Her story highlights a huge welfare concern in the Australian racing industry – racing horses at just 2 years old.

Putting young, underdeveloped racehorses on the racetrack is absolutely culpable. And if they do not suffer catastrophic injuries at a young age, it still pre-disposes them to cumulative injury further on down the track.

‘Finke’ – literally bleeding to death
Finke was a 5-year-old gelding who had been racing since 2 years old. After a relatively successful racing career, making over $300,000 in prize money, his life abruptly ended at Morphettville on 25 Feb 2017.

Finke pulled up from his race distressed, and collapsed in the mounting yard. A necropsy found that he had ruptured his aorta – suffering a massive internal bleed.

‘Wheeler Fortune’ – the face of jumps racing cruelty
The annual Oakbank Carnival is renowned for it’s cruel jumps races – which regularly result in the deaths of horses. This year was no exception – with Wheeler Fortune falling over the final hurdle right in front of a crowd of racegoers, including young children.

A photo of him standing with a dangling front leg injury (which was reported to be a break to his near fore cannon bone) shaped the image of the rest of the Easter Carnival, and once again renewed calls for the ‘sport’, which is 20 times more dangerous than flat racing, to be banned.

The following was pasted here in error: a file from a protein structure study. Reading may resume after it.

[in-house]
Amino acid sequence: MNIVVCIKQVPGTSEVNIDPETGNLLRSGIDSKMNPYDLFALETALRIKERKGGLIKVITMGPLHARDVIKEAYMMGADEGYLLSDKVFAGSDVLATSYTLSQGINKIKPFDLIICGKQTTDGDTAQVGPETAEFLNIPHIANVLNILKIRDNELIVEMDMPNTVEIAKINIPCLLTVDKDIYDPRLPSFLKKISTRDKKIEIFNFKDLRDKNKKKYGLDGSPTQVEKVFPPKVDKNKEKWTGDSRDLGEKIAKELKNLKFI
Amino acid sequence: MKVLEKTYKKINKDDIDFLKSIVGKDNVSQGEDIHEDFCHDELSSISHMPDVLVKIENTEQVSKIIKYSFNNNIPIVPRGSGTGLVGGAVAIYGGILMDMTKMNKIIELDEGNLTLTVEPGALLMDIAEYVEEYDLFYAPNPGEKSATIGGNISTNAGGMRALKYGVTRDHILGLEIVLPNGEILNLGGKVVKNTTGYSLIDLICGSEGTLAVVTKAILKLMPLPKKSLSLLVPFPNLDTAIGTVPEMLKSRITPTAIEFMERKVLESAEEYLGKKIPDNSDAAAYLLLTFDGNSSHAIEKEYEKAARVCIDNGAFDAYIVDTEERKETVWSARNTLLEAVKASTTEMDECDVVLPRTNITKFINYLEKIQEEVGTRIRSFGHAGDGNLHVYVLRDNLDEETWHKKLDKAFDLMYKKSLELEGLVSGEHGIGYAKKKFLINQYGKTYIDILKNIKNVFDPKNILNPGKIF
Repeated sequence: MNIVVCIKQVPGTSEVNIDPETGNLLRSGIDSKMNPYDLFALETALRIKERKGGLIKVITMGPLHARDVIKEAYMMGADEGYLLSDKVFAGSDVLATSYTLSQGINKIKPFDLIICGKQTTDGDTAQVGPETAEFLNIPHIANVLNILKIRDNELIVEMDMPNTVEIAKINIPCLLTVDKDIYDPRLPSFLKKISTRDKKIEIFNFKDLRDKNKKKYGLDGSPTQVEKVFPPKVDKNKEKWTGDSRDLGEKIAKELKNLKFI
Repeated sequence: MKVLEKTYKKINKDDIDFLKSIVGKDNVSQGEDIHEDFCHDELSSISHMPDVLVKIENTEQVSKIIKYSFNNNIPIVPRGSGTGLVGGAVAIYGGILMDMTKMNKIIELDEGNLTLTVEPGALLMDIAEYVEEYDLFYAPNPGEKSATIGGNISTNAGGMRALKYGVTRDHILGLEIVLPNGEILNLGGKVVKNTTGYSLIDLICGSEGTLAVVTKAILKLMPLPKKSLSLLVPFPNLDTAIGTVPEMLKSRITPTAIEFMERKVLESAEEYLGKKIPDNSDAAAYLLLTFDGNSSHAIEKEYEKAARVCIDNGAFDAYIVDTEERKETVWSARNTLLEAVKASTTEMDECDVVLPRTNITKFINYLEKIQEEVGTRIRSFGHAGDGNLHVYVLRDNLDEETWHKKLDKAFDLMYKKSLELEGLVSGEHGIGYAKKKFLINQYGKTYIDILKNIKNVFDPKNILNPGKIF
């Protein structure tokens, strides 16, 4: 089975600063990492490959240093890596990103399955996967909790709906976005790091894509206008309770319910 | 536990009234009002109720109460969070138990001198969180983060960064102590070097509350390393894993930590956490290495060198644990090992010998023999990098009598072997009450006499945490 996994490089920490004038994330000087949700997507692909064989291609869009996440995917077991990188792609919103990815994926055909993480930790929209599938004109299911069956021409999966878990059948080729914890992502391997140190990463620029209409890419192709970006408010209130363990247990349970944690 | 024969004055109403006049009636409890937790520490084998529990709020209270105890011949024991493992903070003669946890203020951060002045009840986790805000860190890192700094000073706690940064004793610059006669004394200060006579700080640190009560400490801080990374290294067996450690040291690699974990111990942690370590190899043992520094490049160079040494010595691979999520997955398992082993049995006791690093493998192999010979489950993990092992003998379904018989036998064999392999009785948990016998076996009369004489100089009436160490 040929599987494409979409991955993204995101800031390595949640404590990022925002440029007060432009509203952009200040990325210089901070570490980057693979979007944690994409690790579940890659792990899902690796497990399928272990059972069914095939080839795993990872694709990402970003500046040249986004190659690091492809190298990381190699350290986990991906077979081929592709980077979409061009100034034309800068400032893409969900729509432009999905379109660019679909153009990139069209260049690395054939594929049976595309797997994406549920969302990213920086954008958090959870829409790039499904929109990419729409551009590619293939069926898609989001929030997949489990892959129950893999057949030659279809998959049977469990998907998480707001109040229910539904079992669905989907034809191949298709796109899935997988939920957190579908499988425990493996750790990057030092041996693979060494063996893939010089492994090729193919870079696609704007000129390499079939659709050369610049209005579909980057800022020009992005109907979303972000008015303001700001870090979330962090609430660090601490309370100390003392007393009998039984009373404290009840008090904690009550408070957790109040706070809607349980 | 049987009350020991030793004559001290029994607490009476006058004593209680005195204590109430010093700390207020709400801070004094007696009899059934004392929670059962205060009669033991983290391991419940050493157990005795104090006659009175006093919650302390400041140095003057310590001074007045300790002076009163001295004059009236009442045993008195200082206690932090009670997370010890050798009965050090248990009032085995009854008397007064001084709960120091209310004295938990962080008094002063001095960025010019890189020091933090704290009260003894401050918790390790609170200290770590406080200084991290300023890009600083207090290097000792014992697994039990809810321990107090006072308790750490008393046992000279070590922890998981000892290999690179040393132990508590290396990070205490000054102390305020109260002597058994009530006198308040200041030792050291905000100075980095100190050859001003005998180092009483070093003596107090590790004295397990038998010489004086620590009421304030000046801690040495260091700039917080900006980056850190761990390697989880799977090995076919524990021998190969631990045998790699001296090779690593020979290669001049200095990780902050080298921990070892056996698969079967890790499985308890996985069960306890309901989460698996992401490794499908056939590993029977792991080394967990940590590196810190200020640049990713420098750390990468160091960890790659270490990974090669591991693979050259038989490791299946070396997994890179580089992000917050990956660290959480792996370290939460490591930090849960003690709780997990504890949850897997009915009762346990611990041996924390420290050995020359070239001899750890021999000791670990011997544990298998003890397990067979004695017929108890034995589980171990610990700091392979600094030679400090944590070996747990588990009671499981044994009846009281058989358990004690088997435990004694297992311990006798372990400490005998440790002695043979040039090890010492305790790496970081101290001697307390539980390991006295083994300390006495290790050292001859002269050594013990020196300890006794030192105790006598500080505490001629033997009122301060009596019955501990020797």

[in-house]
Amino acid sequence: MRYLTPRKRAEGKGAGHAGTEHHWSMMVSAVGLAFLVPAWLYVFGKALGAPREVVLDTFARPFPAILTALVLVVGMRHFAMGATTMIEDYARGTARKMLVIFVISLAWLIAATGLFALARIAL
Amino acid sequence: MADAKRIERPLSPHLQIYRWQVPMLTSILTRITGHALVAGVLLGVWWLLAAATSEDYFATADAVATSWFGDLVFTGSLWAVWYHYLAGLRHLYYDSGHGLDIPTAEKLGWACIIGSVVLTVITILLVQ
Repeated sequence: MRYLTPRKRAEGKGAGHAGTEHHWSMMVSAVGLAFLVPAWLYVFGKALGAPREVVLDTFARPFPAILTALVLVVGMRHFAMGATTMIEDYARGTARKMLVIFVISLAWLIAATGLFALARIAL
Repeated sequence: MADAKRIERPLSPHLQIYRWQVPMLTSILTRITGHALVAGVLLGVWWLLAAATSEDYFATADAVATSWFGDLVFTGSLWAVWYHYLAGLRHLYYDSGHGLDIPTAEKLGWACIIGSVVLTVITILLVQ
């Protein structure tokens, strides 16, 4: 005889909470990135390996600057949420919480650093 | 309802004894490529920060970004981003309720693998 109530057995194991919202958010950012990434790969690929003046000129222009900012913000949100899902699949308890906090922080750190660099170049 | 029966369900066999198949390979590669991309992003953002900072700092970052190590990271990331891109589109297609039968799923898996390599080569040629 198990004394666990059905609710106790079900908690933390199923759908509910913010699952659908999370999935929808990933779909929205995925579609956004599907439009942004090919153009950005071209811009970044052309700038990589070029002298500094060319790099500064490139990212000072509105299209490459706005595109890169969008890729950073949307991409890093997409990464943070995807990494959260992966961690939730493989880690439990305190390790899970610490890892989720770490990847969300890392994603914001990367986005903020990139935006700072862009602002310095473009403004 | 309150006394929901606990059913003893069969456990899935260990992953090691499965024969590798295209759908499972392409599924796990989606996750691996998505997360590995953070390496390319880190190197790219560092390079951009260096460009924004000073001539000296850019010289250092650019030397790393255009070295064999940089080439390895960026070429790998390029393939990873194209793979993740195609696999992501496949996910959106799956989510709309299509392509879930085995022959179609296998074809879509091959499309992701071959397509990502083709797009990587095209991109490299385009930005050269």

Wheeler Fortune had race as a 2-year-old, and was brought to Australia from New Zealand.

‘I’m Captain Oats’ – never made a race
If I’m Captain Oats had have died in any state but New South Wales, we would have never known about his death.

The 2-year-old colt died while in trackwork on Hawkesbury racetrack, suffering a comminuted fracture to his off fore metacarpus (a catastrophic front limb injury).

New South Wales is the only state in the country that reports deaths in training and trackwork in their stewards reports. If I’m Captain Oats had have been training anywhere else, his fate would not be public knowledge. Presumably, this is the case for many other racehorses dying outside of official races in every other state.

‘Surface To Air’ – first and last jumps race
Surface To Air had never run in a jumps race before, and his first try was his last.

The 5-year-old gelding commenced his racing career in New Zealand, and after coming to Australia for a short stint in flat racing, he was moved into a jumps career.

However, during his first ever jumps race at Murray Bridge, he fractured his fetlock and was killed on the track. His death highlights a combination that can never be made safe – jumping and racing.